New York Times: A New Effort in Albany to Put Lenders in Charge of Abandoned Properties
On February 9, The New York Times published an article titled A New Effort in Albany to Put Lenders in Charge of Abandoned Properties.
A New Effort in Albany to Put Lenders in Charge of Abandoned Properties
NEWBURGH, N.Y. — The blackened, nail-filled floorboards snap under the feet of the fire chief, Michael Vatter, as he enters the burned-out home at 322 Washington Street. The blaze that destroyed this house, which faces a popular playground, occurred months ago, but nothing has been done to tear the structure down.
The property is one of thousands of so-called zombie homes scattered throughout financially hard-hit areas of New York State, houses that have been abandoned by their owners before banks have finished foreclosing on them. In many cases, according to upstate politicians and fire officials, these homes have little value, and banks will take years to finish the paperwork. In the meantime, such properties fall apart, or burn down.
“If the banks don’t want the property we are screwed,” Mr. Vatter said. He said local homeless people call the bank-owned zombie houses abandominiums. Wells Fargo owns the Washington Street property; before the fire, it was a “drug-shooting gallery and flophouse” for local prostitutes, Mr. Vatter said.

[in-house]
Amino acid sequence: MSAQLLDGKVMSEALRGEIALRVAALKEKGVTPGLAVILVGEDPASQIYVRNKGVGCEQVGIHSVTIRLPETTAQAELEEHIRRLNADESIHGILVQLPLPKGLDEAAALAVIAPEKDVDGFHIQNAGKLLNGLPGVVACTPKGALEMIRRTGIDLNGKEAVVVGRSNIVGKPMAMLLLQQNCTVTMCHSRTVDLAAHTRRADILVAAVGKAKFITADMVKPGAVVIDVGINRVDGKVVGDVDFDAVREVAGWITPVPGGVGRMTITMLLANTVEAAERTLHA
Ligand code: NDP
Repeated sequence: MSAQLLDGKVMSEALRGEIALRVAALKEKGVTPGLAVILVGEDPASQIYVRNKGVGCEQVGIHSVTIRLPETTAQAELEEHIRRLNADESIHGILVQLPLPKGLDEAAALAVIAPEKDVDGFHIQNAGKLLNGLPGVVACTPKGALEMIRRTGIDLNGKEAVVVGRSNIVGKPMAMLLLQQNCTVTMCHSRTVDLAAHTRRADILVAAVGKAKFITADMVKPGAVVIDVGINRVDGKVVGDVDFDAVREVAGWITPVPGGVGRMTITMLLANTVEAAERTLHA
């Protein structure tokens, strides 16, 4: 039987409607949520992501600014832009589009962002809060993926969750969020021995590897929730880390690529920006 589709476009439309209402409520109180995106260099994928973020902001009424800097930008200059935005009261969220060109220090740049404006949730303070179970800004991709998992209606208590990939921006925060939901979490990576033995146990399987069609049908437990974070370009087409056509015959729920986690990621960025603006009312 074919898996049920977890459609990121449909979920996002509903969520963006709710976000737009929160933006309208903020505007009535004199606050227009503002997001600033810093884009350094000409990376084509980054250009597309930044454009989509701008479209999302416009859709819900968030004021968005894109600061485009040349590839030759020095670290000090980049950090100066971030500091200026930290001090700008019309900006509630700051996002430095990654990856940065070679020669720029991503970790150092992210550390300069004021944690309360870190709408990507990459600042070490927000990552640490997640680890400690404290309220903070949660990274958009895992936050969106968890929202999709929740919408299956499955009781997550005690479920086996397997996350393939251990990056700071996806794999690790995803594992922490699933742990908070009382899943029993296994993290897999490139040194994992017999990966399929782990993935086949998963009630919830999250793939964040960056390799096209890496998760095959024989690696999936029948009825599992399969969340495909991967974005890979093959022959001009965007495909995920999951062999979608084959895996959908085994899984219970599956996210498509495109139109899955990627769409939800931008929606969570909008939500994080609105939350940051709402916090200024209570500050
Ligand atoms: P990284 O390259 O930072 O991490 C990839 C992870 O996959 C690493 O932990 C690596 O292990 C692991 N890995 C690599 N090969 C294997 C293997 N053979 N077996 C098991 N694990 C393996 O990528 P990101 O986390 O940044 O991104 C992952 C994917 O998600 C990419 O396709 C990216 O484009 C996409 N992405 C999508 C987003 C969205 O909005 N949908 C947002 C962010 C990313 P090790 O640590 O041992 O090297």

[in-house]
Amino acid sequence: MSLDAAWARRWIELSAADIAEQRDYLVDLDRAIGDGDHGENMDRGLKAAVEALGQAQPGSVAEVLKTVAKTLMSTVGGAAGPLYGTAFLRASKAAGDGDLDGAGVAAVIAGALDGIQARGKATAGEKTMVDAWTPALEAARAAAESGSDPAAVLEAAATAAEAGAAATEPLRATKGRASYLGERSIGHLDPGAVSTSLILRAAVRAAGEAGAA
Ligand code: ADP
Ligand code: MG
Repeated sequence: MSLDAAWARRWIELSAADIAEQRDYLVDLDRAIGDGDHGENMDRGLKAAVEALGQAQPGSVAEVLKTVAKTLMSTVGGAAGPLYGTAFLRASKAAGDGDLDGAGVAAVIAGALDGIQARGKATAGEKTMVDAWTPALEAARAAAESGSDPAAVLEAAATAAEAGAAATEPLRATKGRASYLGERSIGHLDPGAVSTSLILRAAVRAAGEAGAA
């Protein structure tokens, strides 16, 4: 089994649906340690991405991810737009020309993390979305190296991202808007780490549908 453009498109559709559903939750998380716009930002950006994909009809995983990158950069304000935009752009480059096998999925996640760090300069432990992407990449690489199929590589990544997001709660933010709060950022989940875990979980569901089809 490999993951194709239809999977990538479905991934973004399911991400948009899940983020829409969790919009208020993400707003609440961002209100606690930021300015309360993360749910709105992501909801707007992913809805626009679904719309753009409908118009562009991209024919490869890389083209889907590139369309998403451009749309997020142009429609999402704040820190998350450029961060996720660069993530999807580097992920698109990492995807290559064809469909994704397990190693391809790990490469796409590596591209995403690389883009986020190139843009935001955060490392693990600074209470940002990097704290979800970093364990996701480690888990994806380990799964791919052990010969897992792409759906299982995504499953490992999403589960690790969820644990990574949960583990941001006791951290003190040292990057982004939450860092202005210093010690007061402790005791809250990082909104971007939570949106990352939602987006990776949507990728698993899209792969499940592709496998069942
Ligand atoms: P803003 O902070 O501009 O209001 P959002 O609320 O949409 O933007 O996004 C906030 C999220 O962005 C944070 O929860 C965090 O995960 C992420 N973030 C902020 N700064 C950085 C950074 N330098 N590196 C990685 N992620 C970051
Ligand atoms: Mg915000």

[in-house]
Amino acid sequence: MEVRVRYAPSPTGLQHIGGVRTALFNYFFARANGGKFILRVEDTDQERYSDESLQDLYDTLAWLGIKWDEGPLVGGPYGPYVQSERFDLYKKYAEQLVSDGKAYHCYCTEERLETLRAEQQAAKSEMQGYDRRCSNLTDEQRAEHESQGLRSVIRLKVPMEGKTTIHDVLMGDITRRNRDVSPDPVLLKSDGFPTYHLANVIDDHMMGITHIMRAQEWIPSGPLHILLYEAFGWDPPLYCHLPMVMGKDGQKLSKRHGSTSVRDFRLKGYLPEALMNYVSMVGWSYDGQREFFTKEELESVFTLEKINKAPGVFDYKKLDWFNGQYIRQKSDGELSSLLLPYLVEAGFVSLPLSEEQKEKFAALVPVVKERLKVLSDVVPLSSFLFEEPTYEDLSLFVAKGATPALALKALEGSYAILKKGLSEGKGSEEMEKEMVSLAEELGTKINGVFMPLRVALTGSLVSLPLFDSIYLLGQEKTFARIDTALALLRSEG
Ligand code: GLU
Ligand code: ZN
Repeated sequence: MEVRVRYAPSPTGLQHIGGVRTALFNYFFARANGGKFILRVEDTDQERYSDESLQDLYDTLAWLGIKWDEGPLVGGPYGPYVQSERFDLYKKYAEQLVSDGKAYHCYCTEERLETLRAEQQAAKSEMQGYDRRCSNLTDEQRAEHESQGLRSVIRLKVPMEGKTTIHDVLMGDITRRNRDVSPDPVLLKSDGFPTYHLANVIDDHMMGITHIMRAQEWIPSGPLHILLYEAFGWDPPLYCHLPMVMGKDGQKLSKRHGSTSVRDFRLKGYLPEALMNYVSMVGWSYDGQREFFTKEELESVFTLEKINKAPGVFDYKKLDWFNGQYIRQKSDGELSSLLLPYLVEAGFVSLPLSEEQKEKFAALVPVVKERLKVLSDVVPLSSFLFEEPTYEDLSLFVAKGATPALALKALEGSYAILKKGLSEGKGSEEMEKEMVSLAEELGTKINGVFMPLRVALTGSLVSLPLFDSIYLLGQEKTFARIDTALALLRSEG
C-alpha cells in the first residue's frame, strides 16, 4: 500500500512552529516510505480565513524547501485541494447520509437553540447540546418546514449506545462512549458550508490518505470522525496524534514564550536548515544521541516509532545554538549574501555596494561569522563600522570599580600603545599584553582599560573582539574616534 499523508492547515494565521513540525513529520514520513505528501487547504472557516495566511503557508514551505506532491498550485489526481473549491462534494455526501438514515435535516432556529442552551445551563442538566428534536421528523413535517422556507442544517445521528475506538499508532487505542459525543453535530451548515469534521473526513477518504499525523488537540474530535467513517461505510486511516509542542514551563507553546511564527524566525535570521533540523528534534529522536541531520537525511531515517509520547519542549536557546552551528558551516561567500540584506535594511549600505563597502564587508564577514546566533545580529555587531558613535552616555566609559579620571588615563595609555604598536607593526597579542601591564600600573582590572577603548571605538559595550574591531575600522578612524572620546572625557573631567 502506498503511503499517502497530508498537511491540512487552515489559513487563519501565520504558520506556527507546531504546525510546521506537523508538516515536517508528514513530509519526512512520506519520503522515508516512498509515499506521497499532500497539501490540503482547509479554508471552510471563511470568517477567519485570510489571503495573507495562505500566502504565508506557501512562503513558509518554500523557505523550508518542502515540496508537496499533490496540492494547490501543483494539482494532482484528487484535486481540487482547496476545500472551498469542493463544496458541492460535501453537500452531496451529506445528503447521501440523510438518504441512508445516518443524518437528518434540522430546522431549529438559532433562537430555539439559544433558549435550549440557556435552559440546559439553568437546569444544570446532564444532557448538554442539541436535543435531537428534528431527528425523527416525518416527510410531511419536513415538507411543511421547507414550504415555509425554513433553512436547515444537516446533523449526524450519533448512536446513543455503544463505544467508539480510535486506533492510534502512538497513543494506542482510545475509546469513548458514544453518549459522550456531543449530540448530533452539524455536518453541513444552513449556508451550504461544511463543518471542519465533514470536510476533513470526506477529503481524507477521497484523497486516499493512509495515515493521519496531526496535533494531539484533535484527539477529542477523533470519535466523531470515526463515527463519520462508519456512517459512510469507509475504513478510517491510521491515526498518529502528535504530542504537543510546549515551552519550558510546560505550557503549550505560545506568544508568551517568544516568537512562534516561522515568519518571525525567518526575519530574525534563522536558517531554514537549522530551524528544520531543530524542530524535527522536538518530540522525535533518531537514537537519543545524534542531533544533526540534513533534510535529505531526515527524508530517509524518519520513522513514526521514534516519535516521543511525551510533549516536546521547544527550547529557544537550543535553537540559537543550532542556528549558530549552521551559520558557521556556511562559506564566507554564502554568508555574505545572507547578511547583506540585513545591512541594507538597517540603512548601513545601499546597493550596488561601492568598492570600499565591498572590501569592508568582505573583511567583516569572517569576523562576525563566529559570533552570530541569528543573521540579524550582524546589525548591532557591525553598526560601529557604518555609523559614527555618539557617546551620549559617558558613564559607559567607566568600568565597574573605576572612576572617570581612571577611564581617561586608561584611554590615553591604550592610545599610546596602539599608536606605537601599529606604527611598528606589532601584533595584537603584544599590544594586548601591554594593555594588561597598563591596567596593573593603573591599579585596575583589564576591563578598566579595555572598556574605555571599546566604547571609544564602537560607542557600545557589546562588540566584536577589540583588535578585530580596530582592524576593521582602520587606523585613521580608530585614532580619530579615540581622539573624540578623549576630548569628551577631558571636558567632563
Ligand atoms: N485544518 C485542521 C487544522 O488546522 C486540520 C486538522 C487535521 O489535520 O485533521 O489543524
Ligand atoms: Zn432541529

On Monday, Eric T. Schneiderman, New York’s attorney general, is expected to outline legislation that he hopes will force banks to take responsibility for zombie properties, providing some help to cities like Newburgh, where officials estimate 10 percent of all homes are in some stage of abandonment.
New York State has roughly 15,000 zombie homes and leads the nation in the time required to foreclose on a home, at almost three years, according to data from RealtyTrac, a company that tracks troubled properties.
The bill Mr. Schneiderman will be asking Albany lawmakers to embrace will make lenders responsible for homes soon after they are abandoned, requiring banks to register the properties in a central database and pay for their upkeep, according to government staff members briefed on the legislation but not authorized to speak on the record.
This will not be easy, in part because banks, homeowners and city officials often disagree on what constitutes abandonment. As a result, the attorney general plans to define the term, these people say. The legislation will propose that a house can be deemed abandoned if a bank has not received a mortgage payment after an as-yet-undetermined number of weeks; other conditions, like broken windows, could also be considered.
“If a property is vacant and deteriorating, a bank has a duty to maintain it and move swiftly to resolve the foreclosure case,” Mr. Schneiderman is expected to say Monday, when he plans to detail the legislation during a speech to the New York State Conference of Mayors and Municipal Officials. His remarks were reviewed in advance by The New York Times.